Thank you very much for all of everybody's input. I am grateful, and do hope that my myriad of issues doesn't end up keeping ANY OF US up all night, as it were.

Tom

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https://support.mozilla.org/ is a sub-domain of https://www.mozilla.org/ as is https://add-ons.mozilla.org Each is considered a separate website.


chrome://FirefoxAccounts ( Firefox Accounts Credentials )

That is separate from website passwords. It is used for encrypting the data getting transferred to the Sync server and to decrypt that data as it returns to Firefox on the local device. And that is actually two "passwords" - kA and kB - both of which were generated automatically inside of Firefox and based upon the password the user used when setting up the Firefox Account - FxA.


https://support.mozilla.org doesn't use Firefox Accounts username and password, that is still separate.

https://accounts.firefox.com is Firefox Accounts.

https://add-ons.mozilla.org will automatically ask for the user's Firefox Account information when that user goes to login to that sub-domain. That website was converted to Firefox Accounts earlier in June or late in May of this year.


That generic icon replaced the dotted rectangle which was previously used to appear when a bookmark didn't have an icon. That changes came with Firefox 46 or 45.


I tried Chrome years ago and got rid of it within a month of installing it. Chrome has a an "update" .exe running whenever the PC is turned on, not only when Chrome is running. Google has its fingers in too much, don't want to give them the opportunity to 'look over my shoulder' at will. Not only does Google have the ability to spy on internet users, they can spy via satellite, and via their "street view", which also surreptitiously collects WiFi MAC addresses to use with their various services. "They know where you live" if you're using wireless devices! I think that Google has better data collection capabilities that the NSA has, and considering that Google has had a long standing working relationship with NASA (yeah, one more letter than NSA) for parking three aircraft owned by the founders of Google. Let you conspiracy theories run wild with that ...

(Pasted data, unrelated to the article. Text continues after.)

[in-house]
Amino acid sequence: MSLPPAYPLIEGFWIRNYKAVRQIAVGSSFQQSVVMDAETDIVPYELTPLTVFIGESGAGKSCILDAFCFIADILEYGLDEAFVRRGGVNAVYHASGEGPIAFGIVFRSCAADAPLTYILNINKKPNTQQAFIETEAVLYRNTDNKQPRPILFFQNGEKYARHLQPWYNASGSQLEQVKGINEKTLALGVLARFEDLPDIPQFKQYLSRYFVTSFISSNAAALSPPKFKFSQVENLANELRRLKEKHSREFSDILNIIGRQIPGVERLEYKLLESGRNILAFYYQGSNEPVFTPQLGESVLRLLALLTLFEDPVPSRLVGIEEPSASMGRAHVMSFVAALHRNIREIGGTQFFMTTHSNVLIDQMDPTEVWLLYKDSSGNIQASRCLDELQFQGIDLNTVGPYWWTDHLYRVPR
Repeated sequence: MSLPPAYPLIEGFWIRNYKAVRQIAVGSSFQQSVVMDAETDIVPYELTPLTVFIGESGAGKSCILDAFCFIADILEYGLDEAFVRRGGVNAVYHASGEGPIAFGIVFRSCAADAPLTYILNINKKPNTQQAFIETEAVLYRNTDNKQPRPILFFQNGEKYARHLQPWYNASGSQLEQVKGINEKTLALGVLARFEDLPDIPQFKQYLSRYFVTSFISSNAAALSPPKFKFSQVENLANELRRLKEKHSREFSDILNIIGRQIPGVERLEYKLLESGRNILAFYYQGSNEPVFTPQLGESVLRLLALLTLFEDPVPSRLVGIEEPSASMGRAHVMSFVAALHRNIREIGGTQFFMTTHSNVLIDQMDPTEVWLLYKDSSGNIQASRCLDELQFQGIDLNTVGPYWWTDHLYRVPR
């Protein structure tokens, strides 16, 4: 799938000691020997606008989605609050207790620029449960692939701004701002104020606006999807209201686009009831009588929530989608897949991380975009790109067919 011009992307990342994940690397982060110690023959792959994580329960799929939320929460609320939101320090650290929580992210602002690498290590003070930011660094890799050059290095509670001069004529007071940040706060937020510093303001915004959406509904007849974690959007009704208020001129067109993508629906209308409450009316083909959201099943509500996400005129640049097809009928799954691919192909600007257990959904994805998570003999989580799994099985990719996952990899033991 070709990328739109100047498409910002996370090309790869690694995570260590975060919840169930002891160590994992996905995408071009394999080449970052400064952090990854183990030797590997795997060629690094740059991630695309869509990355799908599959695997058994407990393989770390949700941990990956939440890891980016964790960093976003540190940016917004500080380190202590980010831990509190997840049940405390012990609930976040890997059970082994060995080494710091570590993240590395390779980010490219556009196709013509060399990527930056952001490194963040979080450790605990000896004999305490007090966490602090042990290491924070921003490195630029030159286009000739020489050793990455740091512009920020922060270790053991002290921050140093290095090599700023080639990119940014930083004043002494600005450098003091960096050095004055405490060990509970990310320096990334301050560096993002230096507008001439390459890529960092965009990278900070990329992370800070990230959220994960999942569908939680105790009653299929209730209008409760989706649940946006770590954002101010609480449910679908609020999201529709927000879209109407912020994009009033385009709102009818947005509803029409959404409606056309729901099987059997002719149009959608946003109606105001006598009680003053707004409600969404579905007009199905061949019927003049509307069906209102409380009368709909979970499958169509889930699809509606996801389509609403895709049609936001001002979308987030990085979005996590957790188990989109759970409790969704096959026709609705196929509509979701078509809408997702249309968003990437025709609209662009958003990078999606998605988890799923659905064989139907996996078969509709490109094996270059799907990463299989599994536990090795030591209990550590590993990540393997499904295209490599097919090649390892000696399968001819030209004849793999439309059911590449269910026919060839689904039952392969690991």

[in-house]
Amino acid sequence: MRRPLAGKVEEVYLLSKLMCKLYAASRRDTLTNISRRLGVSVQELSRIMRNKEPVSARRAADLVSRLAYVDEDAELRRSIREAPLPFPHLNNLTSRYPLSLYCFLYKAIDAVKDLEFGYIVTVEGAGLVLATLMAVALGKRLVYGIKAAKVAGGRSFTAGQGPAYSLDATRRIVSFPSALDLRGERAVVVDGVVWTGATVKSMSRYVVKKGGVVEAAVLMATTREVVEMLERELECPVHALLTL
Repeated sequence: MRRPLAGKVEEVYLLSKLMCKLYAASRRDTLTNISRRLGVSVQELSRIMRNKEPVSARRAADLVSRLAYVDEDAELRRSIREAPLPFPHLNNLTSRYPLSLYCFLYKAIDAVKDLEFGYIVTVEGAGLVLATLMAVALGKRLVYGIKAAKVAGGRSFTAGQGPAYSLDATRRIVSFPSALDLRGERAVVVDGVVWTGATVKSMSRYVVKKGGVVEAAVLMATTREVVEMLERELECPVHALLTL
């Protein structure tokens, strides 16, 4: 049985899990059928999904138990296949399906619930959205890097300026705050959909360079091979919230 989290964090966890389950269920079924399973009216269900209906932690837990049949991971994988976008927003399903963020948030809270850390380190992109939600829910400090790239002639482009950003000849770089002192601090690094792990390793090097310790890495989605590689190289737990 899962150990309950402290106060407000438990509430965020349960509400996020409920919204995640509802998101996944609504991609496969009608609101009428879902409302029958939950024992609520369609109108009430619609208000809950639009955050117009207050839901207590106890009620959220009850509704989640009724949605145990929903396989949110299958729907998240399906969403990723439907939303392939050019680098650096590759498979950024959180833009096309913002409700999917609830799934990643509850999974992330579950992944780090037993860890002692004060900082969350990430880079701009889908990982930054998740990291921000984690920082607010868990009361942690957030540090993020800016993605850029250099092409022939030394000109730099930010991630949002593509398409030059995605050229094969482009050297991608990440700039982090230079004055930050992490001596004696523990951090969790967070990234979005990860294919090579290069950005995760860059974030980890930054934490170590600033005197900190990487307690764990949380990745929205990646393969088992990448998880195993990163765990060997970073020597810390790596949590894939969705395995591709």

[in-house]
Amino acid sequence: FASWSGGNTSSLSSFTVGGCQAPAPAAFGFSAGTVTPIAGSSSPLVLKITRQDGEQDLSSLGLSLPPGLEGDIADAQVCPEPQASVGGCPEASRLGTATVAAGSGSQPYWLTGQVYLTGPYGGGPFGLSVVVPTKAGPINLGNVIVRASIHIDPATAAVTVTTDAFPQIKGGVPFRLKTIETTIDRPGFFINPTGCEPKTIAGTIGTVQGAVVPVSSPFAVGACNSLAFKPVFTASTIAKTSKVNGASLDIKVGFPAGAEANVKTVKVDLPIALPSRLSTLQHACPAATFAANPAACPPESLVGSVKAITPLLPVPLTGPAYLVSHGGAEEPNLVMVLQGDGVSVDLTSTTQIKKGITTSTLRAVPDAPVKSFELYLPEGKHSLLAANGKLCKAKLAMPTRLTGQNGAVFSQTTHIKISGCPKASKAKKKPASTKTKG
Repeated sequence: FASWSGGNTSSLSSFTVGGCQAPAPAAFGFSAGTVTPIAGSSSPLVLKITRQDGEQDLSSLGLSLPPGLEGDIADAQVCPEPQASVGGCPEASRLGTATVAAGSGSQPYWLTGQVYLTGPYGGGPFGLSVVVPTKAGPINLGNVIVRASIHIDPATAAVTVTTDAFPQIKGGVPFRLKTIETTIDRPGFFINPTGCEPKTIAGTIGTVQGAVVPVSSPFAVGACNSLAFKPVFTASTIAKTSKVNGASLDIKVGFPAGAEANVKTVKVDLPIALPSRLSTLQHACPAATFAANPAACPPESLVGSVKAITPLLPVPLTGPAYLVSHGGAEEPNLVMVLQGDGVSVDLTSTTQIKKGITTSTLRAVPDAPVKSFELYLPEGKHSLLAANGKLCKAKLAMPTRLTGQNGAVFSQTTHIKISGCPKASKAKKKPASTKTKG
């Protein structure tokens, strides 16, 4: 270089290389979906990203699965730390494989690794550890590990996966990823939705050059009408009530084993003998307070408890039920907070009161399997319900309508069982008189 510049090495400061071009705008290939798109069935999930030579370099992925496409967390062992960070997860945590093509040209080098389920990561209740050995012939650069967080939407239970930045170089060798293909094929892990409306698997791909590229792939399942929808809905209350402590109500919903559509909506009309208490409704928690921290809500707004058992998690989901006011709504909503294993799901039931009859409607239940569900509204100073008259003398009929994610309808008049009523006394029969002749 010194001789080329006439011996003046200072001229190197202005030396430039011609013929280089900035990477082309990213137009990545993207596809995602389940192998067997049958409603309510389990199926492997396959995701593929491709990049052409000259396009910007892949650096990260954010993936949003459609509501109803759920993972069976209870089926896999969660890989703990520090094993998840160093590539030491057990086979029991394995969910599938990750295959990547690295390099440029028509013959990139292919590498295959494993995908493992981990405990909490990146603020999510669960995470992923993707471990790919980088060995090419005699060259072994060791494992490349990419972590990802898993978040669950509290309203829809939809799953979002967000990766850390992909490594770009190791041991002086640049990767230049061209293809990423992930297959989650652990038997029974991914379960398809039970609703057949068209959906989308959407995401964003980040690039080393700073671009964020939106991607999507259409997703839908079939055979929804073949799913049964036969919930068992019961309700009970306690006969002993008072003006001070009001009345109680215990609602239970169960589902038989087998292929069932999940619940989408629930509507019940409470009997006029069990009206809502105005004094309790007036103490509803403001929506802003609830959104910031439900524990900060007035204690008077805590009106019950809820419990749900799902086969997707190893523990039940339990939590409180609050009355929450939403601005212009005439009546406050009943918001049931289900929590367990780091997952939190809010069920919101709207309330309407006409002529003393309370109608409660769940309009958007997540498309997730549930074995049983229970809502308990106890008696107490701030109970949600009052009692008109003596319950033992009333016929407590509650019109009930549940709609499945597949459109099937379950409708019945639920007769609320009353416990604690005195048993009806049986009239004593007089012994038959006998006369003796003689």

Google operates Moffett Field (a former naval air field that was decommissioned on July 1, 1994), a joint civil-military airport in Santa Clara County between southern Mountain View and northern Sunnyvale, California. And in Nov 2014 Google signed a 60 year lease with NASA for continued use of Moffet Field.

https://techcrunch.com/2011/12/11/googles-3-top-executives-have-8-private-jets/ And Google has so many aircraft in their 'squadron' they need two airports to park them all. Moffet Field and Mineta San Jose, now. http://www.fastcompany.com/3023502/check-out-googles-new-82-million-corporate-jet-facility

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The chrome://FirefoxAccounts entry in the password manager stores the authentication data (kA and kB) in JSON format. The signedInUser.json file in the profile folder stores the sessionToken that is used once you have logged on successfully. There may also be a password stored in the Password Manager for the Firefox Sync account (accounts.firefox.com website) if you directly sign in to this website.

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I want to thank all who have saw fit to login here to help. I am certain that I have MORE than enough information to keep me very busy. I am still in processes of changing everything from computers and browsers, I've seen far too much instability out of Chrome lately, that I can barely take a glimpse or 2 at the news.

The major problems, ( at least, the ones that you guys here consider major ) are MONUMENTAL for me, and take a lot more time. I used to go exclusively Mozilla Firefox, but even then, with the mountain of versatility one has access to here is as much, and probably much more than I've troubled myself to discover with Chrome.

As I slowly continue to understand how Mozilla / Firefox work, hopefully nothing creeps up on me that cannot be solved.